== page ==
My suggestion is the third option. Use a program other than Explorer to copy and move files. You'll find many third-party file-and-folder managers on the Internet, and some of them are free. You'll also find commercial versions that are full of features, but most of use the same slow code that Explorer uses. So the best choice is a file manager written to be as fast as possible, one that doesn't use the buggy routines in Windows Explorer.

Luckily, the best in this category is also the cheapest—because it's free. It has one of the oddest names in the software world—Servant Salamander—but ignore the name (or just call it "Sal") and give it a try. In addition to its much faster speed on your network, Servant Salamander can also do every other task that Explorer does, and it does nearly all those things better.

Servant Salamander was developed by Petr Solin, a programmer in Czechoslovakia. You can download Sal from a U.S.-based mirror site, Salamander is free freeware, not "trialware" or "nagware."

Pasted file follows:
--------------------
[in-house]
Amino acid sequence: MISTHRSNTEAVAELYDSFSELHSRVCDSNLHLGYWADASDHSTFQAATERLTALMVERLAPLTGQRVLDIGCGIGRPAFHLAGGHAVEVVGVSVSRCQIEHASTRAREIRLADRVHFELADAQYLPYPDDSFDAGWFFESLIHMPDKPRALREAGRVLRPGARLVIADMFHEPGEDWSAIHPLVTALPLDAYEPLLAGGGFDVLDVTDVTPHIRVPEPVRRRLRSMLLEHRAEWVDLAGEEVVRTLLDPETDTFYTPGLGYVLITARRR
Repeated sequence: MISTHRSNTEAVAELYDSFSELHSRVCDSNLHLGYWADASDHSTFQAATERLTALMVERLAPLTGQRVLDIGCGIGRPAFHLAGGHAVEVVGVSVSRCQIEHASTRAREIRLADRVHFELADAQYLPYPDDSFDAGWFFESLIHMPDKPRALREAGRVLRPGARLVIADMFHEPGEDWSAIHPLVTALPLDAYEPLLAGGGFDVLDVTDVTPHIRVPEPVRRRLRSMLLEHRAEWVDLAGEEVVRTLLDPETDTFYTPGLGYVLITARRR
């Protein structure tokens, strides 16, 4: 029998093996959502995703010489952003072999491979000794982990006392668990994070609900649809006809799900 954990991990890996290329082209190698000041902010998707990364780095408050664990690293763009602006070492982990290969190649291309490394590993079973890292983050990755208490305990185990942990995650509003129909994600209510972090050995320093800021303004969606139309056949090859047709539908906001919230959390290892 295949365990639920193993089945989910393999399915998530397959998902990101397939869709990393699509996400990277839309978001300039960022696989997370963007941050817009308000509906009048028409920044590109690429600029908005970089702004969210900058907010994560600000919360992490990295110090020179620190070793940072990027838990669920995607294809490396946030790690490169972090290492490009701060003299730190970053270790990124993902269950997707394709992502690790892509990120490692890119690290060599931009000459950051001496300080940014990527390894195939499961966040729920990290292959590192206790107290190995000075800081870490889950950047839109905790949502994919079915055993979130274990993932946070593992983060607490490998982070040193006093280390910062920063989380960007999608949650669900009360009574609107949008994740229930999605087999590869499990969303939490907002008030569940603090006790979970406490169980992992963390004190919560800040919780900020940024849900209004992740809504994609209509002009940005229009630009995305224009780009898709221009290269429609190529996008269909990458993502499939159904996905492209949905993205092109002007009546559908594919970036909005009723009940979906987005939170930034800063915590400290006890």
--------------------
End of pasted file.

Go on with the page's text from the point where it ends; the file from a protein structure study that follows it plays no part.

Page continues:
In addition to its speed in copying and moving things across a network, Servant Salamander differs from Explorer in many ways:

    • Salamander's windows open to the size and shape you tell them to, while Explorer's windows often do not.
    • You can create a new folder by pressing F7 (whereas Explorer no single keystroke for that purpose).
    • Salamander lets you make "sticky" selections of files and folders in a window that can't accidentally become unselected (as can happen in Explorer).
    • You can rename many files at the same time.
    • Going from one folder to another, even on another drive, takes only a single operation.

There is much more. Even without its speed in network operations, Servant Salamander ranks very high on the list of utilities every serious Windows user should have. Add the network speed and you've got a program you won't be able to live without.